“And what about socialization?”
That is the second most common question that I get when I drop the homeschool bomb. Honestly, I find it a frustrating question. When did being in structured activities with your same aged peers for six hours a day, five days a week become the gold standard for adequate socialization?
From a pure numbers perspective, my kids come in regular contact with about the same number of kids as their schooled peers. Between the homeschool drop-off program, Pennsylvania Girlchoir, chess club, soccer, tennis lessons, sewing class, t-ball, etc., they are around other kids nearly every day. They each have a core group of about six close friends – some of whom are homeschooled, some of whom are not – that we get together with regularly for playdates.
Unlike schooled kids, they spend a lot of time with people of all different ages. We visit my parents weekly. We spend two hours each week talking and visiting with the homebound elderly as part of volunteering for Meals on Wheels. At homeschooling events, they may spend time playing with a toddler or talking to one of my adult friends. I think that homeschooling offers another social advantage for us. While we have some activities that we stick with all year long and therefore see the same kids each week, we also participate in lots of classes, workshops, and clubs where my children will not know any other kids. My children therefore get plenty of practice in being thrown into new social situations.
Then there is the issue of quality. My friend’s daughter made a new friend on her first day of first grade at a Main Line public elementary school. When the mom asked her daughter after the second day how her new friend was, the little girl replied that she didn’t know. The teacher had separated them for talking. Of course, teachers can’t let chatty first graders distract other kids from the lesson. But it does raise a point. Are kids in school to learn? Or socialize? Are those two things really best done in the same setting? My understanding is that recess at public schools is often no more than 20 minutes. Is that really enough time to have a rich social interaction with your peers?
It seems that there are new research studies emerging almost weekly about the importance of imaginative play for early elementary children. According to these studies, this kind of unstructured, self-directed play develops important social and academic skills that are directly related to school performance in the following years. A friend of mine was a third grade teacher for years, and now homeschools her two children. She has confirmed my sense that kids do not get unstructured time together at school. “The interactions at school are all scripted,” she says. “It’s important for kids to have time together without adult direction. When I was growing up, we called it childhood.”
Talking Stick Learning Center, where my kids attend a program with other homeschooled kids twice a week, allows plenty of time for unstructured interaction with peers. The facilitators provide a rich environment filled with open-ended materials to explore, and then allow to children to create their own games with one another. When there is conflict – which of course is not uncommon – the facilitators don’t try to simply shut it down. Katie O’Connor, Talking Stick’s director, is fond of pointing out that conflict is always a rich opportunity to learn. When a tearful dispute arose over a broom which two five year old boys both wanted, Katie sat down with the combatants and patiently heard both sides. “I wonder if there is any way that you could both get what you want?” she asked, encouraging the boys themselves to come up with potential solutions to the conflict. The boys recognized through their discussion with Katie that one wanted to sweep, while the other wanted the pole to use as an oar in his imaginary boat. They realized they could unscrew the bristled bottom of the broom for the one boy, leaving the pole for the other.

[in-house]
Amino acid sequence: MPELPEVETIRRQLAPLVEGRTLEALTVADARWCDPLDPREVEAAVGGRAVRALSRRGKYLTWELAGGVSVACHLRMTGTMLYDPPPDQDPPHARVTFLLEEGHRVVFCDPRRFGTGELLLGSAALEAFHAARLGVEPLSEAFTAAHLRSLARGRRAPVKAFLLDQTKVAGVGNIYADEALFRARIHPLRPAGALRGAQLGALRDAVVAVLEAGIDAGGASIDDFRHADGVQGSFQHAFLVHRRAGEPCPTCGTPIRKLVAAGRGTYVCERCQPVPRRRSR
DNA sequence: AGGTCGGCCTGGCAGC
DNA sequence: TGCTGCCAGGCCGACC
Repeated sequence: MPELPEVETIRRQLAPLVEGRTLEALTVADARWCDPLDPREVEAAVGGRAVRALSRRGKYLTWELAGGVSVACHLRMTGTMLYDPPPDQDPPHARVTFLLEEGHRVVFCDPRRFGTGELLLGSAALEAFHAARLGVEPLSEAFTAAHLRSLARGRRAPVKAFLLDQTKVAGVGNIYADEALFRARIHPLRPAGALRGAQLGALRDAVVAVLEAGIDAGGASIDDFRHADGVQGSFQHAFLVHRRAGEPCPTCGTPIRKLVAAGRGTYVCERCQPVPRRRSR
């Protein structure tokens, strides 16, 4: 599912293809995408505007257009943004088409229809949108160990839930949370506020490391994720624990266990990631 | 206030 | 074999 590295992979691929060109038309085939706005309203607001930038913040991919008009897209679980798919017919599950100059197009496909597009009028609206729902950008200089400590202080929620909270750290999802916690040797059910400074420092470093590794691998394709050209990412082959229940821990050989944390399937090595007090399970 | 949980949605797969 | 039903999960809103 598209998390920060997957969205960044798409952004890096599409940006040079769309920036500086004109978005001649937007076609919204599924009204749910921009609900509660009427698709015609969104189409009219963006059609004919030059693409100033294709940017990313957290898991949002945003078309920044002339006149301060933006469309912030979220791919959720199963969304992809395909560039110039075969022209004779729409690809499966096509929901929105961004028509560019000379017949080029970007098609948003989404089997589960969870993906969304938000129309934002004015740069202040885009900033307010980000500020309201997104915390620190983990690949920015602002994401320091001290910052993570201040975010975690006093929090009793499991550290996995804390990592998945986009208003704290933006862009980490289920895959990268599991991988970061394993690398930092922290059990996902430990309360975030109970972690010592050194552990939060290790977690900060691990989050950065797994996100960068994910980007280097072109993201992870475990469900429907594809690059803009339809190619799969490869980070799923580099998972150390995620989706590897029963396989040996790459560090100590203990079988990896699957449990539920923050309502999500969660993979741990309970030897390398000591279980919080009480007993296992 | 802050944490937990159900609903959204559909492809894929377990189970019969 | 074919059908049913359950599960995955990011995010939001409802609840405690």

At home, playdates typically last for hours. When we have friends over, the kids burst through the door, scrape off their shoes, and scramble upstairs with my kids. Sometimes, we don’t hear anything for hours except for exaggeratedly deep, shrill, loud, etc voices that signal that the kids are in their own imaginary world up there with each other. They have the freedom and the time to co-construct whole worlds together. When I overhear their play, I am impressed by their ability to negotiate disagreements. “How about we pretend that this is part of the kingdom?” one child asks. “No, I would rather everything be made of paper,” says another. “Okay,” agrees the first. And the game goes on.
I remember playing like that – getting lost in a world of our own creation. This is what kids naturally do, but these days structured activities, television, and video games are leaving less and less time for this vitally important endeavor. Experts often bemoan the demise of play. Back to my friend with the first grader at a Main Line elementary school. The principal met with parents at the start of the new school year. “Recess is our hardest time of day,” he told parents. “It’s not what you remember from your own childhoods. Kids these days haven’t learned how to play together.” In my opinion, the play experiences that my children have several times a week are better quality social experiences than the brief opportunities they would have to interact with friends in a school setting.
Next: Resources for families considering homeschooling
Past articles in this series